IT Vulnerability | B-Cognizance

Superfish Visual Discovery: Lenovo’s preloaded bloat ware

Lenovo, the Chinese laptop manufacturing group has recently come under the media scanner for preinstalling the ad-serving software Superfish into its laptops. Lenovo is the world’s largest vendor of personal computers and Superfish Visual Discovery vulnerability immediately harmed the consumer giant’s reputation in the global market.

What is Superfish?

Superfish is a third party software that came preloaded with Lenovo consumer laptops, which altered search results to show different advertisements than what one would usually see. In addition, Superfish had Microsoft level permission access that means it can snoop SSL level security such as entered online banking passwords or credit card details. Attackers could even tamper and snoop with the web browser’s security, no matter what browser was being used.

The threat:

Initially introduced as a ‘shopping aid’ to include more search results and enhance the shopping experience of users, Superfish Visual Discovery was found to cause problems with browser rendering and random pop-ups as early as September, 2014. However, it was the black hat hacking group, Lizard Squad, which hacked the Lenovo website in a revenge attack that finally brought this issue before the entire world in February, 2015.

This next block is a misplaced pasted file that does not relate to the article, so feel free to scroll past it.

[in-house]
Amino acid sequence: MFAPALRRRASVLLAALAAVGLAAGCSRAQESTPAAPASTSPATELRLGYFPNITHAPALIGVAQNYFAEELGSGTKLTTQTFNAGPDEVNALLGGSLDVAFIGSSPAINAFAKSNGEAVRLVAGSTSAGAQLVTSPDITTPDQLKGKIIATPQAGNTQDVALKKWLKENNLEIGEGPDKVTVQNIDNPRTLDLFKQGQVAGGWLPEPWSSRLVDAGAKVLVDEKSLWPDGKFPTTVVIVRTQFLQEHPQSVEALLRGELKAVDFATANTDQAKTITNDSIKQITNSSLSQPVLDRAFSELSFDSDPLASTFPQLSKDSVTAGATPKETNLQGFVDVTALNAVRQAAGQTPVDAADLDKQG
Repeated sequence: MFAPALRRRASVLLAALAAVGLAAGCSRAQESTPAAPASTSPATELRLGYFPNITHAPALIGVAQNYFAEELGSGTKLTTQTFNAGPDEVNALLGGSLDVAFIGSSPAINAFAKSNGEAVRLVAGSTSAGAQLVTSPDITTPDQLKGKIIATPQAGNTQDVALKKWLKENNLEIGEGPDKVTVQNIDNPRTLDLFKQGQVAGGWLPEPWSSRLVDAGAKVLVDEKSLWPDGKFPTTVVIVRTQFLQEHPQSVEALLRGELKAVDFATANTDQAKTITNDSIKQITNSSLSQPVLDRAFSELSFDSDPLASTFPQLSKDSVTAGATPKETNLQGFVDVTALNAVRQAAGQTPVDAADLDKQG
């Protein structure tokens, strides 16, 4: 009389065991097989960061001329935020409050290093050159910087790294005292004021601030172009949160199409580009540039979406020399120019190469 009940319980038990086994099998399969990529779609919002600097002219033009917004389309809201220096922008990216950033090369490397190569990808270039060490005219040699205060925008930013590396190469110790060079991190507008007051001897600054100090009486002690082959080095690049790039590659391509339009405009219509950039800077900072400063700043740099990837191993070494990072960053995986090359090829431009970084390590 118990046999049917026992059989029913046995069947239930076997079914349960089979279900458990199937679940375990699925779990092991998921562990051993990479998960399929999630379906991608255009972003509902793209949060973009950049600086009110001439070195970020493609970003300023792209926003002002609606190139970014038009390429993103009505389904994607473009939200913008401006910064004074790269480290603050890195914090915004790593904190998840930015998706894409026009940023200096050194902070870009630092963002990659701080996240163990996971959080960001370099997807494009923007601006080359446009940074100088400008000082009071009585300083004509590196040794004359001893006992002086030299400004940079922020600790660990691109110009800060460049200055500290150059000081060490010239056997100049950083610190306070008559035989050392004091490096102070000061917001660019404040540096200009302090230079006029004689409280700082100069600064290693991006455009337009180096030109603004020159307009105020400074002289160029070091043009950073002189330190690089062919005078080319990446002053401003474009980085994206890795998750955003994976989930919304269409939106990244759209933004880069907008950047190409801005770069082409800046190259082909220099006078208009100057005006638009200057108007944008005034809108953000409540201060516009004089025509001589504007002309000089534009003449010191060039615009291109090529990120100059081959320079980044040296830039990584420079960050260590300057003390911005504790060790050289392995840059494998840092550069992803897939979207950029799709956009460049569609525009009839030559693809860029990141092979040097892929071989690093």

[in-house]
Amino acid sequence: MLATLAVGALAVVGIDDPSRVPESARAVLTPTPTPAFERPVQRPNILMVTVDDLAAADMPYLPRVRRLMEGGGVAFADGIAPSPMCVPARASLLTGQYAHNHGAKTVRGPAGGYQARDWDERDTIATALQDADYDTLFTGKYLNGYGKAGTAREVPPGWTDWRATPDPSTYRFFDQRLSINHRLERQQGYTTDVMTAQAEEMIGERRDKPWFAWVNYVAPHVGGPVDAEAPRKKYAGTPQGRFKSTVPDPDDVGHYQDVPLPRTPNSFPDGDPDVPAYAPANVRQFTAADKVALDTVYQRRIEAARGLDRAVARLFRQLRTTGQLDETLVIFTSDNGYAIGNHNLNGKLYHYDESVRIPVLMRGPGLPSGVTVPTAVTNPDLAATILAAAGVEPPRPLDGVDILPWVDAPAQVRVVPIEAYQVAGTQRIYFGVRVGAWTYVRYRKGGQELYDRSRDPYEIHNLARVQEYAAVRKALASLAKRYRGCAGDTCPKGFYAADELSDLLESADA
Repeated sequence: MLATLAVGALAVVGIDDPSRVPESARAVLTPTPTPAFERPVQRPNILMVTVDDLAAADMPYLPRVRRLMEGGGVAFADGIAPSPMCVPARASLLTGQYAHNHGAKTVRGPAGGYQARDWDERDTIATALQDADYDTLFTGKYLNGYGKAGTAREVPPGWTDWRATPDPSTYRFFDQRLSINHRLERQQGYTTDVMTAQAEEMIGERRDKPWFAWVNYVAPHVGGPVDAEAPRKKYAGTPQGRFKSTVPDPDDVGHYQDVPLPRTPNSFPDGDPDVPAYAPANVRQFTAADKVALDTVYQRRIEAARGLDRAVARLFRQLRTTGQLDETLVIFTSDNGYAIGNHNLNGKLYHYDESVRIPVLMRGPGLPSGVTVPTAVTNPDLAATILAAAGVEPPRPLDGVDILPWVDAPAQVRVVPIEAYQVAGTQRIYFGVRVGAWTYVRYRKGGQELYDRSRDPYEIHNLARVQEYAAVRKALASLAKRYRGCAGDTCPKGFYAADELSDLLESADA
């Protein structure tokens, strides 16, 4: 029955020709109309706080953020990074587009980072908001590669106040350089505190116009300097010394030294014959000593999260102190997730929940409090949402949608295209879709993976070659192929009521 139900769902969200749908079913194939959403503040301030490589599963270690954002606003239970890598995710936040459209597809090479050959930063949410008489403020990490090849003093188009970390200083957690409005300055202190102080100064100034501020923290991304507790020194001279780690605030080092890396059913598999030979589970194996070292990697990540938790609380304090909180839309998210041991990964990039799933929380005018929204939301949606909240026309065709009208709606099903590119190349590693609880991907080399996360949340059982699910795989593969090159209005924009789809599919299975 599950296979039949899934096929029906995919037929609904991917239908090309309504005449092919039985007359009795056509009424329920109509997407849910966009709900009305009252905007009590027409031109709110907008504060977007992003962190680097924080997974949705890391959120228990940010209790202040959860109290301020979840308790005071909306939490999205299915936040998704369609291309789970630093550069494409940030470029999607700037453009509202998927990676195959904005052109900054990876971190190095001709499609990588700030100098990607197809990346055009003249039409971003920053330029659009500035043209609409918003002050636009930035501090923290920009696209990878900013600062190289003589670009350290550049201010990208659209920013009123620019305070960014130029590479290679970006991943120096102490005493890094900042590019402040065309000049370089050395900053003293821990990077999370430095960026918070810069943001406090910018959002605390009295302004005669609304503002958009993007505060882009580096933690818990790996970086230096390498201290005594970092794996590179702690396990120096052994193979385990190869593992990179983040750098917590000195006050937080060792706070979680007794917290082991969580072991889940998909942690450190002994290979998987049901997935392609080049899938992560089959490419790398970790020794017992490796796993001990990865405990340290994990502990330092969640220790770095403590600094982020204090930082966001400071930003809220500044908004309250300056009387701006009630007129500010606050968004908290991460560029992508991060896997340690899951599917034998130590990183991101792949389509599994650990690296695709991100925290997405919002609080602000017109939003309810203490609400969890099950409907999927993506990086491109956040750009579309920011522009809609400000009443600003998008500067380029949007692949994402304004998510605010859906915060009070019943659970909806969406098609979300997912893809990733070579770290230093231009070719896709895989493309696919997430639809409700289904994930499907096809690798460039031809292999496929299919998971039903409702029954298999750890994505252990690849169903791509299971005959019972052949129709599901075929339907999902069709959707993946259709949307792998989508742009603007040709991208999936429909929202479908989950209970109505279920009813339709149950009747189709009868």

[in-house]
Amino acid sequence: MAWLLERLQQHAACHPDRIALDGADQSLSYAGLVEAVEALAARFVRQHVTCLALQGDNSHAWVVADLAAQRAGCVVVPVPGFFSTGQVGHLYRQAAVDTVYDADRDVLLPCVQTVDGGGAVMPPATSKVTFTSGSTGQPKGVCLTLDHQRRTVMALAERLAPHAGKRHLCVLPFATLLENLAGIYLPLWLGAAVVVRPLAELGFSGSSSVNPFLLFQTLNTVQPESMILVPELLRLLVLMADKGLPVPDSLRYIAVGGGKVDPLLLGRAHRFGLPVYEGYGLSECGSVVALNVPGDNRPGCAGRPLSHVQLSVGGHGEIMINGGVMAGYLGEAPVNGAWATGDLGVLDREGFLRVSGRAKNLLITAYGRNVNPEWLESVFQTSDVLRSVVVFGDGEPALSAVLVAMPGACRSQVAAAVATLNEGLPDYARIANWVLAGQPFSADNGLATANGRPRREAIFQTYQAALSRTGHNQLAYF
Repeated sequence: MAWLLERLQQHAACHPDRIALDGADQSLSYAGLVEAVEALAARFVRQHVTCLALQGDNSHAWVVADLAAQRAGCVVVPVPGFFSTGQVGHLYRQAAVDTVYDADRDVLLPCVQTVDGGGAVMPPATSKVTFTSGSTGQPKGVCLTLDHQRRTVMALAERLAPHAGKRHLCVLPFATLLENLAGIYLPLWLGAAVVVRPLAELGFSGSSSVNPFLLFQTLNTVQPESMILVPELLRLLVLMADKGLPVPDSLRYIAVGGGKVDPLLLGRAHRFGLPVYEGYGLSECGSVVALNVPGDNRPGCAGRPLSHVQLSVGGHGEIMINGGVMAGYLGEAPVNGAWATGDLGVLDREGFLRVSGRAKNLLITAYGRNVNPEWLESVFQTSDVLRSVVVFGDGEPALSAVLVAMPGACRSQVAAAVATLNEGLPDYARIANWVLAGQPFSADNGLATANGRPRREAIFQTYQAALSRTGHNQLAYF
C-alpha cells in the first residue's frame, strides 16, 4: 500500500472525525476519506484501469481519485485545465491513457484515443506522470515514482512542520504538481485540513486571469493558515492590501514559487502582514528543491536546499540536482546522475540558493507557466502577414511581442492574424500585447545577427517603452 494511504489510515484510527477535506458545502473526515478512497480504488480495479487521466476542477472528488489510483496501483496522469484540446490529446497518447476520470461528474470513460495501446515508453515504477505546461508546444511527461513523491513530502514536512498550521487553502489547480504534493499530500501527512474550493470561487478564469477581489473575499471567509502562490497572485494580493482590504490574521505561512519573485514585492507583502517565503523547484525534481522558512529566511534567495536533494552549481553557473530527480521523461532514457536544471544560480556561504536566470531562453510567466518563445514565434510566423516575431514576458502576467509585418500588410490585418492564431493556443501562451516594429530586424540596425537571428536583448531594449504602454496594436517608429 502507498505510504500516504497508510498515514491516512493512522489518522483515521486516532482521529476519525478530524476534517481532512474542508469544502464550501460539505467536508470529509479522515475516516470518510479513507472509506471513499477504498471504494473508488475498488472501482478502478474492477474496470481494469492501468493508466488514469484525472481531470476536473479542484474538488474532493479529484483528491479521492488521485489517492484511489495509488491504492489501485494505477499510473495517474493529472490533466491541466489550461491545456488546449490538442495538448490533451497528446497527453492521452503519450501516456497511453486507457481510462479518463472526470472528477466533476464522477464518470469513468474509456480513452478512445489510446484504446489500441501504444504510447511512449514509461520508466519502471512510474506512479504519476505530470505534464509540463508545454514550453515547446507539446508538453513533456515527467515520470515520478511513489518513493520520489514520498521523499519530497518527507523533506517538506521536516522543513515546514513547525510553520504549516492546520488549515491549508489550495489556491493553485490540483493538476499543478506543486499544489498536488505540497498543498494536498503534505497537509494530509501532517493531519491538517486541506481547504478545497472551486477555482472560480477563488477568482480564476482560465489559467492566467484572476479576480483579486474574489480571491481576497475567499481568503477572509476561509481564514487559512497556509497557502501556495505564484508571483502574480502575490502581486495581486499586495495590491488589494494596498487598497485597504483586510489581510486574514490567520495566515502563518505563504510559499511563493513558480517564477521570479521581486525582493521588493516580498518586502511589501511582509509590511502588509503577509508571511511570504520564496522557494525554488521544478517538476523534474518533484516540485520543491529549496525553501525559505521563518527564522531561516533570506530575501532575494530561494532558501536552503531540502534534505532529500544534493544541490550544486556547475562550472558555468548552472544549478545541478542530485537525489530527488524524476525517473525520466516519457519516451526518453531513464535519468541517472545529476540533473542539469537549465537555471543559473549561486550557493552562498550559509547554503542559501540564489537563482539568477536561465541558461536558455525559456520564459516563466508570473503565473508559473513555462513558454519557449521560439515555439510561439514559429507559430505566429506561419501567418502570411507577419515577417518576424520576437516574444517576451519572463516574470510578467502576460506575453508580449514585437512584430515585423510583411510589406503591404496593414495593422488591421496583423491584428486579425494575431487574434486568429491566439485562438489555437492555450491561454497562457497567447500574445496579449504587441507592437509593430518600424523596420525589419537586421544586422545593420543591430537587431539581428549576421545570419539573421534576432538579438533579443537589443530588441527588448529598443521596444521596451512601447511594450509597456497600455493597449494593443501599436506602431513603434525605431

The Superfish Visual Discovery was not created by Lenovo but instead by the third-party, Superfish and the data collected could be sent back to the third-party. There’s no indication as to whether either of Lenovo or Superfish did this intentionally but there is no denial that if a hacker were to get hold of the root certificate and the private key, they could have gained access to the user’s personal data. Also, the fact that Superfish used the same private key for all installations made it worse.

In January, 2015, Lenovo stopped preloading Superfish into its consumer systems. Simultaneously, it disabled existing systems from activating Superfish.

How to detect and remove Superfish?

Any laptop bought from Microsoft’s signature range of laptops are bloat free and do no come pre-installed with Superfish. Others can simply head on to the Superfish detection webpage, and the test site will simply tell the user if Superfish is preloaded on their system. The lastpass website, has a colourful step-by-step guide on how to detect and deal with Superfish. Microsoft too, released a critical security update which automatically removes Superfish. All the user needs to do is install the latest security updates.

The future?

Moving ahead, Lenovo should now be concerned about the long term implications of this incident. They need to rebuild customer trust and they have to be more transparent about their new policies regarding security and privacy. Consumers need to put their trust on their products especially in a device such as their laptop which stores all their critical personal and financial data. An in an era, which is digital, a lack of such trust can and will damage the brand of any well reputed company, even one such as Lenovo.


Siddharth Narayan
MBA-IT 4th Semester,
IIIT Allahabad